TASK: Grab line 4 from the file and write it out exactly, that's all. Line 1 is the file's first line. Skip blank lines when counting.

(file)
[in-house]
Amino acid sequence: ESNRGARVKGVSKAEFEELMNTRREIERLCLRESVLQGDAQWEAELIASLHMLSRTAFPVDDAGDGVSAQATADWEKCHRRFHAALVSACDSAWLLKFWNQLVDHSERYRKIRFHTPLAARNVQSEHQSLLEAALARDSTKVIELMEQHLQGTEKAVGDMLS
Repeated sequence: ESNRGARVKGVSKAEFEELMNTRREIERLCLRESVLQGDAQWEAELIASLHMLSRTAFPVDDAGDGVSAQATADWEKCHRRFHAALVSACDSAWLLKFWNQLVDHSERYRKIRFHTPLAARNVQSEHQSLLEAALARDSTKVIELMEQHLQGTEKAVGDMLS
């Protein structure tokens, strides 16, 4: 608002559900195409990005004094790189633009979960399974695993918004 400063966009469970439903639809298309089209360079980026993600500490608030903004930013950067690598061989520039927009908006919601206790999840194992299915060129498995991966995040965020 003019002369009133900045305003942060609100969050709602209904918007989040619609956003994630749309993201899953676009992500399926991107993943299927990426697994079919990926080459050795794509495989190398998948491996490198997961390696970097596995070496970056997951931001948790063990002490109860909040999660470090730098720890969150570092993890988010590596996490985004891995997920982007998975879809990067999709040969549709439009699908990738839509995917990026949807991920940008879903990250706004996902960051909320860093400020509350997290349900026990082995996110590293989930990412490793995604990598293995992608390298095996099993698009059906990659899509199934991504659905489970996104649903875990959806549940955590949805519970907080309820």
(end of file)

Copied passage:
């Protein structure tokens, strides 16, 4: 608002559900195409990005004094790189633009979960399974695993918004 400063966009469970439903639809298309089209360079980026993600500490608030903004930013950067690598061989520039927009908006919601206790999840194992299915060129498995991966995040965020 003019002369009133900045305003942060609100969050709602209904918007989040619609956003994630749309993201899953676009992500399926991107993943299927990426697994079919990926080459050795794509495989190398998948491996490198997961390696970097596995070496970056997951931001948790063990002490109860909040999660470090730098720890969150570092993890988010590596996490985004891995997920982007998975879809990067999709040969549709439009699908990738839509995917990026949807991920940008879903990250706004996902960051909320860093400020509350997290349900026990082995996110590293989930990412490793995604990598293995992608390298095996099993698009059906990659899509199934991504659905489970996104649903875990959806549940955590949805519970907080309820």